Broyde’s treatise seemed persuasive on the surface, but it left me with a nagging sense that the systems he endorses are not always so deserving of our approval. And indeed, according to the editors of Gender and Justice in Family Law Disputes, my caution was justified. “Not so quick,” exclaim the authors of a dozen essays in a compelling volume edited by Samia Bano, a lecturer in law at the University of London.
My concerns about Broyde’s advocacy were bolstered, as I learned from the perspective of these writers how women are treated in the Shari‘a Council Tribunals, especially in the United Kingdom. These essays point out that allowing religious courts to adjudicate marital disputes can cause serious problems, procedurally and substantively. Many of the underlying shari‘a family law rules are organized in a way that consistently harms women, both in the property-division standards and the tolerance of polygamy. The social pressures confronting the female participants throughout their lives belie any notion of true “autonomy” in the wife’s agreement to participate in these tribunals, and the private realm of religious courts often reinforces the power dynamics inherent in many of these families. Several of the authors question the ability of women in these religious communities to exercise agency in any meaningful sense, given their broad lack of capacity to function as independent individuals within their religious community. Absent autonomy and agency in the decision to participate, some argue, the results can never be seen as fair or just.
Perhaps the most disturbing feature of many of these forums is the imposition of religious values in the standard mediation procedures and practices, where decision-making is supposed to be autonomous and the pressures of external values is viewed as an unwelcome bias. If a woman is desperately seeking to end a marriage that she experiences as oppressive, and the only way “out” is to sign an agreement structured according to the confines of a religious mediation process that is biased against her, it’s not surprising that these social pressures will create a climate of duress. As the female appellant in the New York custody dispute has said, she didn’t “see” the religious conditions imposed by the agreement she signed; the conditions were buried in the details of the agreement. How can such an agreement ever be deemed to be valid, from a civil law or constitutional perspective?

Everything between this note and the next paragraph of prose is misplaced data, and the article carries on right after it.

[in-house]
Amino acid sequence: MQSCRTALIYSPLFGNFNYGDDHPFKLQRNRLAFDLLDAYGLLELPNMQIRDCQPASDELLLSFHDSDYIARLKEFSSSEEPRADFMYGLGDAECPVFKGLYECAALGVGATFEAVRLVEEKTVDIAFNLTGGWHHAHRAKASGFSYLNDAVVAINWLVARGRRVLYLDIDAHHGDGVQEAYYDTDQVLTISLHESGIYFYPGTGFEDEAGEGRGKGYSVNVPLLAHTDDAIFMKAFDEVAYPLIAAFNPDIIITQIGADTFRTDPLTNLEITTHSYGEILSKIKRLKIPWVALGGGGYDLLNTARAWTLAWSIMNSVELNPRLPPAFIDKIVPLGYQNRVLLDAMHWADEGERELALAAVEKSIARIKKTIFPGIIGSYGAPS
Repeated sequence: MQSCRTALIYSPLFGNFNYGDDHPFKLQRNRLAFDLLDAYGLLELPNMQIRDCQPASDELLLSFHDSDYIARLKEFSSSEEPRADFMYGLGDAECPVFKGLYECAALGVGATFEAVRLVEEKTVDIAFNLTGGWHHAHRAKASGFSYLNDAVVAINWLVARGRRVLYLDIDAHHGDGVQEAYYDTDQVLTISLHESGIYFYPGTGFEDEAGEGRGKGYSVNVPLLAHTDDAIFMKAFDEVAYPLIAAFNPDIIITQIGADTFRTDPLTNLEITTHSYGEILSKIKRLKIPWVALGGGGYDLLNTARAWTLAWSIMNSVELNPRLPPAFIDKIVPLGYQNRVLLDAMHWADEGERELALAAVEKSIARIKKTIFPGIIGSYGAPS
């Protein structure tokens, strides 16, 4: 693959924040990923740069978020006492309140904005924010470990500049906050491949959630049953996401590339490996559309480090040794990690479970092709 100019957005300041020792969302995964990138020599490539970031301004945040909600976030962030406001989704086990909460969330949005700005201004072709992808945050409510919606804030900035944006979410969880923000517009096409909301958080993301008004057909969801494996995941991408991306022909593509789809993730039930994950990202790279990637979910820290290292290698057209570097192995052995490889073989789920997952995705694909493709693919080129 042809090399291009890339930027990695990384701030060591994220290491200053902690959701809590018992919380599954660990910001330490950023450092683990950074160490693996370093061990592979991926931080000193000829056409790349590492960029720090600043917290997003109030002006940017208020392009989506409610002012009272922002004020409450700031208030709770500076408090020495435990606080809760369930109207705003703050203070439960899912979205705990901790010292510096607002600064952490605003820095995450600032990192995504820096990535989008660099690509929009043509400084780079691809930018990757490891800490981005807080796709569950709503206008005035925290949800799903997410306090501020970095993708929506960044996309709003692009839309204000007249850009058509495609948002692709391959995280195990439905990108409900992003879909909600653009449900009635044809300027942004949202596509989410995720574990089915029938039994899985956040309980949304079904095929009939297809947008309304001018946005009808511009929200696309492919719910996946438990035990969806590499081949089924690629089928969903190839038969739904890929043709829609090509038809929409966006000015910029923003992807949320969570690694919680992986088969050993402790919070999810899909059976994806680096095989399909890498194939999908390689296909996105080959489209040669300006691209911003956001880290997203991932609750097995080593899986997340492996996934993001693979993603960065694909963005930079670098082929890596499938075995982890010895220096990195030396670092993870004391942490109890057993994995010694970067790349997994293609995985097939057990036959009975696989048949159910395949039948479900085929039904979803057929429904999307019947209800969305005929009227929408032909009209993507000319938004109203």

It’s not just a matter of shari‘a law. The second part of Bano’s volume features essays on a variety of religious arbitration systems in the United States as well as women’s courts in India and religious tribunals in Finland and Australia, all of which illustrate the same substantive and procedural challenges that haunt the shari‘a forums. And from another perspective altogether, an insightful essay on same-sex couples in Catholic Italy by Maria Moscati of Sussex University explains how the overarching dominance of Catholic theology creates its own set of problems for same-sex couples. The broad condemnation of same-sex relationships creates internal psychological tensions that constrain the autonomy of the individuals, leading to a lack of self-respect or even guilt within the mind of the religious partner, resulting in a reluctance to enforce one’s legal rights. In practical terms, the religious social context directly impacts the manner in which the extended family and the Diocesan family counseling services operate in the resolution of dissolution conflicts between same-sex couples. Fairness and justice are not the most likely outcomes.
A serious consideration of these contrasting positions on religious tribunals leaves readers in a quandary. And, to those of us practicing outside these religious realms, neither extreme position in this social and legal policy debate seems to have it completely correct. Just as we always try to do in our own mediations, one can recognize the positive social benefits espoused by Broyde, yet be mindful of the biases that seem inherent in the religious tribunal systems. It is not easy to land on a fixed position on the legitimacy of these alternative conflict resolution venues.
Perhaps the wisest approach is to allow for the option of private religious arbitration but at the same time embrace the requirements for strict procedural standards that Broyde endorses. As further protection, one might also impose a more robust set of conditions for determining autonomy in the underlying choice of the religious forum, as well as minimum standards of gender and sexuality fairness in the substantive rules to be applied. As a result, the roster of acceptable religious tribunals might be dramatically narrowed – but not altogether disallowed.
As in every such conflict, it seems, one should be able to find a compromise that honors the legitimate concerns of all parties.